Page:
Misconception #3: I grabbed it from a government site, so it must be free to use.

This can get you into trouble for numerous reasons. For starters, it is only federal government work that cannot be copyrighted; state and local government works are copyrightable. Also, just because it is on, say, the NIH Web site, doesn't mean that no one owns the copyright.

NIH often licenses privately owned material for display on its website, but the scope of the licenses are rarely broad enough to allow the public to use the material for other than a fair use. NIH sites typically alert the public to this fact in their standard disclaimers.

Misconception #4: There was no copyright symbol, so I can use the work.

A work becomes copyright protected once it is "fixed in tangible form," that is, placed on paper or saved as an electronic file. Works without that little "circle c," ©, are still protected by copyright. The circle c may only be used to denote works that are registered in the Copyright Office. Registration of a work is wise because it creates a public record of the date of the work's creation, necessary before an infringement suit can be filed in the United States. If the work is registered before an act of infringement, statutory damages are available to the owner, where as only actual damages and lost profits would be otherwise available.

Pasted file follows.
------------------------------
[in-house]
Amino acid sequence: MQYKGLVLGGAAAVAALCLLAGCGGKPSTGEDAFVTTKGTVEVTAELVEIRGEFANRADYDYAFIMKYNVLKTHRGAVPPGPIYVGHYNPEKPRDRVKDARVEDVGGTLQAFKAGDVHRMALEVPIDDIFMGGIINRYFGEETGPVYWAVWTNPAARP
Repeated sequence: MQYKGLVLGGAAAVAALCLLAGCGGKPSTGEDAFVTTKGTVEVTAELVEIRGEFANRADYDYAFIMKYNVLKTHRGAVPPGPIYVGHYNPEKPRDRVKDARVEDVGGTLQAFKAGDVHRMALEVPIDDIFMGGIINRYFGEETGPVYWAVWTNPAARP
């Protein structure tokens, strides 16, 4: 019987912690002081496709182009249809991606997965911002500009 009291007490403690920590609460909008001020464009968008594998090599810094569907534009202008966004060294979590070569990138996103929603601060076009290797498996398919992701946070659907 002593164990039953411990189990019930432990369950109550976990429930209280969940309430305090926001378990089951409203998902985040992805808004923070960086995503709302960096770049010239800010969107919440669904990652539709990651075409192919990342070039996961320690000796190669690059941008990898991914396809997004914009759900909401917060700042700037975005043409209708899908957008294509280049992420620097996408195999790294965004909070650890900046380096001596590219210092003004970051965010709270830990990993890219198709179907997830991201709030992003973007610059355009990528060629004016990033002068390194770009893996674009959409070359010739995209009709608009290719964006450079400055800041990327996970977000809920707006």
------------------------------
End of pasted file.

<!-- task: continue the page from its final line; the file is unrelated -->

Misconception #5: Everyone has seen it; it must be in the public domain.

You should assume that most artistic works from the last 100 years are protected by copyright. All of Norman Rockwell's illustrations for the Saturday Evening Post, for example, are owned by Curtis Publishing. Even some folk and blues music that is labeled "public domain" do indeed have owners, a fact that has gotten many a rock musician in trouble.

Copyright protection does expire eventually. Shakespeare's works are no longer protected by copyright, but modern translations of his works are. "The Mona Lisa" ("La Gioconda") is not protected, but Marcel Duchamp's parody of the Mona Lisa with a mustache ("L.H.O.O.Q.") is protected under French copyright law until 2039—although one could place both side by side in a presentation about "what is copyright" without incurring significant liability because the educational value would render the use "fair."

For works created around the turn of the (last) century, you should research whether the copyright has been renewed. Much of John Singer Sargent's artwork remains protected, even though he produced his great works in the 19th century and died in 1925.